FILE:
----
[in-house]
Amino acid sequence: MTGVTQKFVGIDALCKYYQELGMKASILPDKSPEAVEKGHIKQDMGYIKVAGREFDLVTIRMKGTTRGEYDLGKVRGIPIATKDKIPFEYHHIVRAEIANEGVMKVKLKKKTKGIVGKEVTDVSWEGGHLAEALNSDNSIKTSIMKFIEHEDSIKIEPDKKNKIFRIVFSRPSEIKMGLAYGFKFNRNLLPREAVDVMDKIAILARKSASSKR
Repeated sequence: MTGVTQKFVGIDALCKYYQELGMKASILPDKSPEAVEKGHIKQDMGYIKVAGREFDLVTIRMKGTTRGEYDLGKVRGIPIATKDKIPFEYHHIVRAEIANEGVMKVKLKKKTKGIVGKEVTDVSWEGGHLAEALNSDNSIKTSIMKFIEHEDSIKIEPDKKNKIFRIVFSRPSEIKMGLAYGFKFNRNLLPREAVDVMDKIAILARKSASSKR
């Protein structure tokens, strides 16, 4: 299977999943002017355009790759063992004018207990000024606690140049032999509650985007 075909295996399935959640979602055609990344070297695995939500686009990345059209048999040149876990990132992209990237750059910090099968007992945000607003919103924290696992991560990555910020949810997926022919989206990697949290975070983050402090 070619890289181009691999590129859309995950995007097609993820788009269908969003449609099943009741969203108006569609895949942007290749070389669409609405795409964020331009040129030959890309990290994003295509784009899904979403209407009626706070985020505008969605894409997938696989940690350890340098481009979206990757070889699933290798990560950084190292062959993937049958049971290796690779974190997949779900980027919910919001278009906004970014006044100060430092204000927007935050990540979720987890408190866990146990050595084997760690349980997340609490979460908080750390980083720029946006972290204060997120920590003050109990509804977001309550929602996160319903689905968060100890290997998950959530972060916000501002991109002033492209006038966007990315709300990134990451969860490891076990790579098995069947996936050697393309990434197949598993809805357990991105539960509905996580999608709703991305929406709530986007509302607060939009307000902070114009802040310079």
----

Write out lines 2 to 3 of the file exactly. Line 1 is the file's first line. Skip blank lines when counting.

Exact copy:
Amino acid sequence: MTGVTQKFVGIDALCKYYQELGMKASILPDKSPEAVEKGHIKQDMGYIKVAGREFDLVTIRMKGTTRGEYDLGKVRGIPIATKDKIPFEYHHIVRAEIANEGVMKVKLKKKTKGIVGKEVTDVSWEGGHLAEALNSDNSIKTSIMKFIEHEDSIKIEPDKKNKIFRIVFSRPSEIKMGLAYGFKFNRNLLPREAVDVMDKIAILARKSASSKR
Repeated sequence: MTGVTQKFVGIDALCKYYQELGMKASILPDKSPEAVEKGHIKQDMGYIKVAGREFDLVTIRMKGTTRGEYDLGKVRGIPIATKDKIPFEYHHIVRAEIANEGVMKVKLKKKTKGIVGKEVTDVSWEGGHLAEALNSDNSIKTSIMKFIEHEDSIKIEPDKKNKIFRIVFSRPSEIKMGLAYGFKFNRNLLPREAVDVMDKIAILARKSASSKR